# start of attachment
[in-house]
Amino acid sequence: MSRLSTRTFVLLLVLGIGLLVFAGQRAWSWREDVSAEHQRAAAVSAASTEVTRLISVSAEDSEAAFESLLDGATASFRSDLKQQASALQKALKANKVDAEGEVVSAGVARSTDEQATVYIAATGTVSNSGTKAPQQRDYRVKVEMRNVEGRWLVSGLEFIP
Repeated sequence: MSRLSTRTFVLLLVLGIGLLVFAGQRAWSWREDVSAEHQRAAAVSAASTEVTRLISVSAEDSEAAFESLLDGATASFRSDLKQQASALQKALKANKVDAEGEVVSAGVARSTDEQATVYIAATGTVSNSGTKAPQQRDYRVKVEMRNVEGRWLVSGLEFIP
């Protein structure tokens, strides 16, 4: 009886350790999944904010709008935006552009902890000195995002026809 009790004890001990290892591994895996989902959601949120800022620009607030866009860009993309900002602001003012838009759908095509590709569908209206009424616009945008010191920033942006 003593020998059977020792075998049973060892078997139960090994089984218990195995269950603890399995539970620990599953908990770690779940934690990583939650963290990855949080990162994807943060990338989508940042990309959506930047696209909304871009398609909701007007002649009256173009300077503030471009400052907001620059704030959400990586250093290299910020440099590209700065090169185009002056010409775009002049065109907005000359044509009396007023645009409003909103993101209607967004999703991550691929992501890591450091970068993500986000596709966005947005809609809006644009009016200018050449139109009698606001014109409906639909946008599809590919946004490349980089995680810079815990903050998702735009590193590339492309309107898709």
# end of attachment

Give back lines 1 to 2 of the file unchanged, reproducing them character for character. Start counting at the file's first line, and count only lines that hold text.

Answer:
[in-house]
Amino acid sequence: MSRLSTRTFVLLLVLGIGLLVFAGQRAWSWREDVSAEHQRAAAVSAASTEVTRLISVSAEDSEAAFESLLDGATASFRSDLKQQASALQKALKANKVDAEGEVVSAGVARSTDEQATVYIAATGTVSNSGTKAPQQRDYRVKVEMRNVEGRWLVSGLEFIP